Richard North, 19/03/2018  
 


If it is fair to say that few in industry and commerce have any real idea what will happen on the borders with EU Member States on day one of Brexit. And if uncertainty prevails in the private sector, one can be pretty certain that most government agencies will also be in the dark.

Quite what the situation will be, in terms of what can be exported to the EU, and what can't, no one at this stage actually knows, and there is no means of knowing. Much will depend in the first instance on whether a transitional period is agreed, and the nature of any agreement - with the devil very much in the detail.

The best case scenario, from the viewpoint of exporters, is a status quo transition where we carry on much as before. This basically kicks the can down the road, turning Brexit day into a non-event as far as the export of goods goes. Only when the transition period expires will we have to deal with a new set of rules to deal.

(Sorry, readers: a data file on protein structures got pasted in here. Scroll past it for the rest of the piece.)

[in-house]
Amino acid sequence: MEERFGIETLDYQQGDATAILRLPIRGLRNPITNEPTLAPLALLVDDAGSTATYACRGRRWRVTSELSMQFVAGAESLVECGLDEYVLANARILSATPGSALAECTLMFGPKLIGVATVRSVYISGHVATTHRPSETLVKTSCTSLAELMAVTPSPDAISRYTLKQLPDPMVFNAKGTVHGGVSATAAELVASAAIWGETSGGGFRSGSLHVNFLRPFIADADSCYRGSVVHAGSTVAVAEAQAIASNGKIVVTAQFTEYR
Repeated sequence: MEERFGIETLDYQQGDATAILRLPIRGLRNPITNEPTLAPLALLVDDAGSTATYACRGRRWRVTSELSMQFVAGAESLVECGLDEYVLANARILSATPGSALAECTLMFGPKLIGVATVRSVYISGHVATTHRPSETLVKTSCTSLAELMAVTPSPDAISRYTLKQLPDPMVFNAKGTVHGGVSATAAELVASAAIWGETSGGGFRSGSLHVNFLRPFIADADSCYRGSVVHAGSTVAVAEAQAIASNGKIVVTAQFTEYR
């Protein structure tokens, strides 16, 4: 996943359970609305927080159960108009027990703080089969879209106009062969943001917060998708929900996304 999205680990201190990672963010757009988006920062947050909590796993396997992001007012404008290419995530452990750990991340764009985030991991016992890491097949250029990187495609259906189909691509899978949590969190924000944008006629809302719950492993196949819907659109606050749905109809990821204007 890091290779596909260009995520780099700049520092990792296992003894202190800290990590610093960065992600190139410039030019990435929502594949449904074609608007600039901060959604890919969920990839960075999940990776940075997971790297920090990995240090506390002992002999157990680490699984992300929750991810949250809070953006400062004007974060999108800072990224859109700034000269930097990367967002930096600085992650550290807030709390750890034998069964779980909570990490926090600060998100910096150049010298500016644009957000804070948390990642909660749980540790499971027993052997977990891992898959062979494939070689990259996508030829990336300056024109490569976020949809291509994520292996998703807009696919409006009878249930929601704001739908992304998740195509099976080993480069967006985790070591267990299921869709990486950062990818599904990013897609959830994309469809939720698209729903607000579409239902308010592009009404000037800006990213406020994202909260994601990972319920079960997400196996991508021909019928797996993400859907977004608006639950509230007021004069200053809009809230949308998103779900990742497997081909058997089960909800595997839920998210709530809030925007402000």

As to the worst case scenario, that will arise in the event of "no deal". Either by accident or design, we will go into Brexit day with no administrative agreements between the UK and EU Member States, relying on what is called the "WTO option".

Here, there is something of a definition problem as a "no deal" can be graduated. We could, for instance, have a basic agreement on tariffs – and possibly one on VAT – but not very much else. But, until we're faced with the details, there is no way of defining the precise impact on our exporters.

A similar pall of uncertainty hangs over our importers. Ironically, the self-same WTO rules on which the "ultras" are so keen to rely will require that goods coming into the UK from EU Member States are treated in exactly the same manner as goods from third countries. Grayling's idea of a check-free border on the UK side is fantasy.

What is being given far less attention than it should, though, is what is going to happen on the other side of the Channel (and the Irish Border) on Brexit day, in the event of a no deal. And there, if possible, there is as much uncertainty as there is over here.